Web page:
No one is “immune” to depression. If you have a family history of depression, then it could be the complete opposite, but that’s not what today’s blog is about. According to The National Institute of Mental Health, 7.1% of adults just in the United States may experience depression in a given year. Today, the blog will focus on an article by Zawn Villines from the Medical News Today website. We are going to look through some of the ways to help your loved ones through these tough times, and signs that they could be showing they are struggling with depression.
There is a lot of things that can cause depression such as a history of trauma, a lack of social support, recent loss, or exposure to racism or sexism. It’s easy for people to blow off someones feeling of depression as them being lazy. It can be a debilitating and isolating experience. Some people even show physical symptoms such as headaches and muscle pain and express their discomfort by anger towards others, which can interfere with work and relationships. Some of the other signs to look for would be:
- saying that they feel sad, hopeless, or unmotivated
- stopping activities that they used to enjoy
- unable to complete normal daily routines
- having a negative bias that affects their judgment
- having insomnia or excessive sleepiness
- feeling of excessive guilt or worthlessness
- having trouble concentrating or thinking
- complaining of aches and pains
- gaining or losing weight or a change in their eating habits
- having suicidal thoughts or actions
One thing you can do to help is be there for them and lend a listening ear so you can take positive action to help. Listening with no judgment and avoid giving advice are also good ideas when helping others are fighting with depression. In doing this, it can help them feel as though you understand their feelings and that they matter. Providing an outlet for individuals to talk out those difficult emotions can make them feel less overwhelmed. It is also a good idea for you to reach out to loved ones you think may be experiencing depression. They may feel ashamed or guilty and don’t want to burden others because of their negative emotions. A simple call, text, or visit can encourage them to accept that seeking help is okay.
Here are a few examples of what you can say:
- “Would you like space?” Not everyone will want to talk every time something is wrong and that is okay.
- “You matter to me.” Depression causes feelings of shame and hopelessness. Remind your loved one that they are important to you and they are NOT a burden.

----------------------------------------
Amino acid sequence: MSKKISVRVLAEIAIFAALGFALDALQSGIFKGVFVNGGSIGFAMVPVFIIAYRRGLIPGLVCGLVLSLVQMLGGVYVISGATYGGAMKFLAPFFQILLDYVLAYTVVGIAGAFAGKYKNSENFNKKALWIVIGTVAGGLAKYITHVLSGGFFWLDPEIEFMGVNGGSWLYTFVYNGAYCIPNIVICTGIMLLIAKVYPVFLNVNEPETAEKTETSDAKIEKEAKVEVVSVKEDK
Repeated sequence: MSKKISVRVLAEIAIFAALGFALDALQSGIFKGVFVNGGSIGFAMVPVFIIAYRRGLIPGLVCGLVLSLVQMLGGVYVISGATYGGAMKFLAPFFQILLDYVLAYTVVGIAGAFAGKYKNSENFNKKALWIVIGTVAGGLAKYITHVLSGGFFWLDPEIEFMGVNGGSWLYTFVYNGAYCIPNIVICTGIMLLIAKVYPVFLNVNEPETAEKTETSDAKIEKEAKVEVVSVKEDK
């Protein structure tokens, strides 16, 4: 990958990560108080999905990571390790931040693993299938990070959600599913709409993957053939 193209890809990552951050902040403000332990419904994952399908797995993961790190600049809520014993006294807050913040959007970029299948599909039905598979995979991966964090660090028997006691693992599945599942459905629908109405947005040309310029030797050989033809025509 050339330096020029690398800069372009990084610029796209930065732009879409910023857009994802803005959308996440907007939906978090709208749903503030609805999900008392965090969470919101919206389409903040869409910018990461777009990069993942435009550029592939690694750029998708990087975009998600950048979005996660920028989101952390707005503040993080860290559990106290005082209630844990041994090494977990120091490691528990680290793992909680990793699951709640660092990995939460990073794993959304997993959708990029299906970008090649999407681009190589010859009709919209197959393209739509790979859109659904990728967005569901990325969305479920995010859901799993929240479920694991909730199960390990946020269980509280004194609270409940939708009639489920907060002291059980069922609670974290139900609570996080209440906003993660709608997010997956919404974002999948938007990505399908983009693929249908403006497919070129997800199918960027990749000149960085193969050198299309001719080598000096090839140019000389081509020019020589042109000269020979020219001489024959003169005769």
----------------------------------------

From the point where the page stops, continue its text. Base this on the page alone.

- “Your feelings are valid.” Encourage them to vocalize their emotions. DO NOT belittle or mock those feelings.
- “Do you want company?” Reassure them that they do not have to be alone when they feel low.
- “I care, even if I don’t understand.” Some people with depression may feel as though others do not understand their experiences. Rather than pretending to understand, offer your compassion and loving reassurance.
- “How can I best support you?” Even though some people may not know what they need, others will know what might help or what makes things worse.
- “I will help you.” If you are able to help, let them know that you are willing to. Research therapists, be with them for the first phone call, talk to their spouse or parents about their feelings, or walk them to the first session.
- “Can I do something to distract you?” Sometimes, they may not want to engage in a difficult conversation about their feelings. Offer to do something fun with them like watching a movie, sharing a special meal, or taking a trip to a local garden.
- “I love you.” The simplest statement is the best. Just expressing your love can be a supportive gesture.
Ask them what they think would help them feel better. It may be taking a walk, watching a favorite movie, cooking, exercising, and try to encourage them by offering to do the activity together. Lastly, please encourage them to seek out professional help. The goal is to be supportive without barking orders. It is also important to look after your own mental health during this process. It can be draining and can cause your own mental health issues listening to the dreadful emotions your loved ones are experiencing during this difficult time.
- If you know someone at immediate risk of self-harm, suicide, or hurting another person:
- Call 911 or the local emergency number.
- Stay with the person until professional help arrives.
- Remove any weapons, medications, or other potentially harmful objects.
- Listen to the person without judgment.
- If you or someone you know is having thoughts of suicide, a prevention hotline can help. The National Suicide Prevention Lifeline is available 24 hours a day at 1-800-273-8255.
- National Suicide Prevention Lifeline: 1-800-273-8255 (TALK)
- Trevor Project Lifeline: 1-866-488-7386
- Crisis Text Line: Text HOME to 741741 to speak with a crisis counselor
Check out the original article here for more information:
Cover image credit:
Creator: Jutta Kuss
Credit: Getty Images/fStop